For the first time in a few years, the Arizona Wildcats' frontcourt is unsettled. There's not a lot of experience on the roster, but at the same time there's a plethora of young talent.
One talented player in that group is Chance Comanche, a sophomore that didn't see the floor a whole lot as a freshman.
The 6-foot-10 center/forward appeared in 23 games for the Wildcats, and only averaged 6.0 minutes per game. But with the departure of starters Kaleb Tarczewski and Ryan Anderson, Comanche's role will undoubtedly increase in 2016-17, and he has the upside to become a significant contributor.
In fact, according to DraftExpress.com, Comanche is the 11th-best prospect in the Pac-12 Conference. Here's why:
Comanche's physical tools are undeniable, with his strength — or lack thereof — as his only drawback, writes DX's Julian Appleborne:
Listed at 6'11" with a wingspan that stretches over 7 feet, Comanche has size and length that is easily projectable at the professional level. Despite his plus length, one of the biggest knocks on Comanche, and perhaps the only negative of his physical profile is his lack of strength. Weighing in at just 215 pounds,
Comanche's lack of strength was evident last season and was definitely a point of emphasis for him this summer. While there were questions surrounding his lack of bulk last season, the same cannot be said for his mobility and overall athleticism. Comanche moves very fluidly for a guy his size, gets up and down the floor well, and has the explosiveness to finish above the rim in space with ease.
Offensively, the folks at Draft Express point out that Comanche didn't really show a go-to skill as a freshman, but he did flash potential in numerous areas:
Besides his length and athletic ability he doesn't yet have a go to skill yet offensively, but showed some potential in various areas. He only finished 48.5% of his field goals attempts, and given that the majority of those were around the basket, Comanche definitely has room for improvement inside the paint. His lack of strength was a factor in his inability to finish consistently around the rim, as he often struggled in traffic when he didn't have the time or space to load up.
He flashed a smooth first step out of the mid post, and has the length to get to the rim and finish with either hand. He wasn't featured often in ball screens or post ups, but it seems he has the mobility and footwork to find ways to contribute there, however he isn't always able to corral everything thrown his way. He also definitely has some potential as a rim running threat given his size and mobility. As a freshman the majority of his scoring came on cuts and dump offs, so it would be an encouraging sign to see him find others way to contribute as an offensive factor. He showed glimpses of being able to operate from the high post, but at times forced entry passes that just weren't there, as his basketball IQ is still seemingly a work in progress.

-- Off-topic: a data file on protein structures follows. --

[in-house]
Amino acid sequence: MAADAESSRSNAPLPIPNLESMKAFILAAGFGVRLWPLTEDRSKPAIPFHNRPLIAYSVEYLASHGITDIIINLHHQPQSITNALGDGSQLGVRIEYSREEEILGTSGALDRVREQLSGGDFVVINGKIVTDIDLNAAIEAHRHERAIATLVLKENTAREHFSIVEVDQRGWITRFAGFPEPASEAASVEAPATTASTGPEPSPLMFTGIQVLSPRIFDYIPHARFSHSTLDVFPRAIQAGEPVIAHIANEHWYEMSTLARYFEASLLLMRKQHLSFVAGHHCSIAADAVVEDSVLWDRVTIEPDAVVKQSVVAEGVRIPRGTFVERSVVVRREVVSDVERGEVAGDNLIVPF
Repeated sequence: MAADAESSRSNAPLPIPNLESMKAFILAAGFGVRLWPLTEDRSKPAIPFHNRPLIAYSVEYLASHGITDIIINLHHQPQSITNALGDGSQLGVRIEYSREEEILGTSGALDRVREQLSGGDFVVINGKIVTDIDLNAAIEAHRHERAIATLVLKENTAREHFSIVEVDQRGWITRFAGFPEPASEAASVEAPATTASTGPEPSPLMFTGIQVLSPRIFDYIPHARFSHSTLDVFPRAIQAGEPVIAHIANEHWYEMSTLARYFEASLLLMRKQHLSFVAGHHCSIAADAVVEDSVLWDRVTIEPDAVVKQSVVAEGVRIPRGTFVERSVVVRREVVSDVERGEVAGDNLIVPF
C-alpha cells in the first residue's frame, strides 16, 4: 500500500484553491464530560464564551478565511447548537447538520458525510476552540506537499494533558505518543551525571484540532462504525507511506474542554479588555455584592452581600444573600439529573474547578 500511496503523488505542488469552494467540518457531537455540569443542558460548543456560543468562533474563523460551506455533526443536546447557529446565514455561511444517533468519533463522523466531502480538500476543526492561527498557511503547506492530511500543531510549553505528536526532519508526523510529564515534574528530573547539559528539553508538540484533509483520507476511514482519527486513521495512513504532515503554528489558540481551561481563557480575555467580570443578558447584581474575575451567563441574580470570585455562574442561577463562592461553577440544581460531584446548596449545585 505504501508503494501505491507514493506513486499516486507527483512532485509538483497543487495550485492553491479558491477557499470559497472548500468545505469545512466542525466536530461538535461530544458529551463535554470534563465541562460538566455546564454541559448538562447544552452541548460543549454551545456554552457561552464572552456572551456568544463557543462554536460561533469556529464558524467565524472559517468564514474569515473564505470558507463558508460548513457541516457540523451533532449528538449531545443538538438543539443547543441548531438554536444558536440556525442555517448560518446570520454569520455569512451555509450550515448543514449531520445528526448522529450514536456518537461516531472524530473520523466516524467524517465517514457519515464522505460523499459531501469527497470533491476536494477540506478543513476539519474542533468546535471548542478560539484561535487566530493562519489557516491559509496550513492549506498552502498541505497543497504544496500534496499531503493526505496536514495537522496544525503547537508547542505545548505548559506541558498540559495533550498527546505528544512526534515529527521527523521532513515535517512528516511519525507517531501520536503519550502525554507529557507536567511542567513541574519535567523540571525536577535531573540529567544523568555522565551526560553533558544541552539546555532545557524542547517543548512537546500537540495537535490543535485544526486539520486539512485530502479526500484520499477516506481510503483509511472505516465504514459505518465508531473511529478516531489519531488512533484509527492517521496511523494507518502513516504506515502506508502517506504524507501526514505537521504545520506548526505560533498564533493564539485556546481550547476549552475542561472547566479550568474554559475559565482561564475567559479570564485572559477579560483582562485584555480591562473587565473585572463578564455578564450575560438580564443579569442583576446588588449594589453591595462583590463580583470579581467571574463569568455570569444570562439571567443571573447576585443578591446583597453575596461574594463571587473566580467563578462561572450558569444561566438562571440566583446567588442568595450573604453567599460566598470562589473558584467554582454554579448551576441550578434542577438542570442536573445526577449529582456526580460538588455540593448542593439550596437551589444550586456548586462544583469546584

Throughout high school Comanche was heralded as having a mid-range game, but its likely Sean Miller preferred to bring him along slowly in terms of shooting jump shots, an aspect of his game that would be huge if he could implement it at a consistent level in his sophomore season.
He has a fluid release with soft touch, and expanding his game to the perimeter should allow him to play both the power forward and center position, which would be ideal considering his lanky frame. If he can improve his mid-range jumper and his passing ability, he'll be an excellent threat to flash to the middle when opposing defenses line up in a zone.
His best qualities are probably on the defensive side of the ball though, they argue:
A great deal of Comanche's potential lies in how he can influence the game on the defensive end...Comanche moves his feet well and has excellent lateral quickness, which allows him to defend players on the perimeter, a unique skill for a 6'11" freshmen. He can be a bit over aggressive at times defending closeouts, but he has the length to recover and effect shots at the rim even after he has been beat off the dribble. He is able to cover a ton of ground with his size and length, and is effective flying out to shooters that on the catch look like they have a wide open look.
Of course, his lack of strength could prevent him from being a dominant player:
His biggest weakness as a defender is getting bullied on the interior and on straight line drives, something that can definitely be improved with some added strength. As he continues to develop and understand the nuances of high level defenses, and learns how to play a more physical brand of basketball, he will be able to cause havoc across the floor.
While Comanche's per 40 rebounding average of 10.9 might suggest he is a solid rebounder, he is not quite there yet. His lack of strength is definitely a hindrance in terms of boxing out bigger guys on the interior, and he at times can let balls fly over his head due to his just-decent awareness
Playing time in Arizona's frontcourt is up for grabs and Comanche's defensive profile may give him an inside track to earning it. We know Dusan Ristic isn't great defensively and incoming freshman Lauri Markkanen is an unknown on that end of the floor.
Comanche could wind up being UA's best interior defender, plus he should at least be competent offensively. However, that's assuming he's developed a good amount since the end of his freshman season, and we won't really know if that's the case until November.
Relatedly, Arizona forward Ray Smith was listed as the 12th-best prospect in the Pac-12 by DraftExpress (they didn't give a thorough analysis because he hasn't played yet) and Markkanen is second (DX's evaluation on him will be released later).
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